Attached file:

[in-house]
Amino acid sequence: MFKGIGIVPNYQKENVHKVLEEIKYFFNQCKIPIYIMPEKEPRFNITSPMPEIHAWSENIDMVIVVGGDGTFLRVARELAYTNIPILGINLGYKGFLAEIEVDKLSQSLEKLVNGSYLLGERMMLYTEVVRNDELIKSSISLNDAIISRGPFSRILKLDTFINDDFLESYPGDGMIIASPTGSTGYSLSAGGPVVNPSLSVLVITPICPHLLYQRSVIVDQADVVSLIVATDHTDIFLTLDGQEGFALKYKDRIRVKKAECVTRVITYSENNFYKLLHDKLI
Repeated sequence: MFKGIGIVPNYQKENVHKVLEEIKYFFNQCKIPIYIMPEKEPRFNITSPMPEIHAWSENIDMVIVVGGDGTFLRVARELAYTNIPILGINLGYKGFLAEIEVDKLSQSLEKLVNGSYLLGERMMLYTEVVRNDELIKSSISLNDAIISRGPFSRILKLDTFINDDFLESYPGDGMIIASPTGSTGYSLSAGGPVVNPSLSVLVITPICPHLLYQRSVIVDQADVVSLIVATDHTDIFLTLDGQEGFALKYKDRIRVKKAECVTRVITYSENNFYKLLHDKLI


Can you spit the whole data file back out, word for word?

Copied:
[in-house]
Amino acid sequence: MFKGIGIVPNYQKENVHKVLEEIKYFFNQCKIPIYIMPEKEPRFNITSPMPEIHAWSENIDMVIVVGGDGTFLRVARELAYTNIPILGINLGYKGFLAEIEVDKLSQSLEKLVNGSYLLGERMMLYTEVVRNDELIKSSISLNDAIISRGPFSRILKLDTFINDDFLESYPGDGMIIASPTGSTGYSLSAGGPVVNPSLSVLVITPICPHLLYQRSVIVDQADVVSLIVATDHTDIFLTLDGQEGFALKYKDRIRVKKAECVTRVITYSENNFYKLLHDKLI
Repeated sequence: MFKGIGIVPNYQKENVHKVLEEIKYFFNQCKIPIYIMPEKEPRFNITSPMPEIHAWSENIDMVIVVGGDGTFLRVARELAYTNIPILGINLGYKGFLAEIEVDKLSQSLEKLVNGSYLLGERMMLYTEVVRNDELIKSSISLNDAIISRGPFSRILKLDTFINDDFLESYPGDGMIIASPTGSTGYSLSAGGPVVNPSLSVLVITPICPHLLYQRSVIVDQADVVSLIVATDHTDIFLTLDGQEGFALKYKDRIRVKKAECVTRVITYSENNFYKLLHDKLI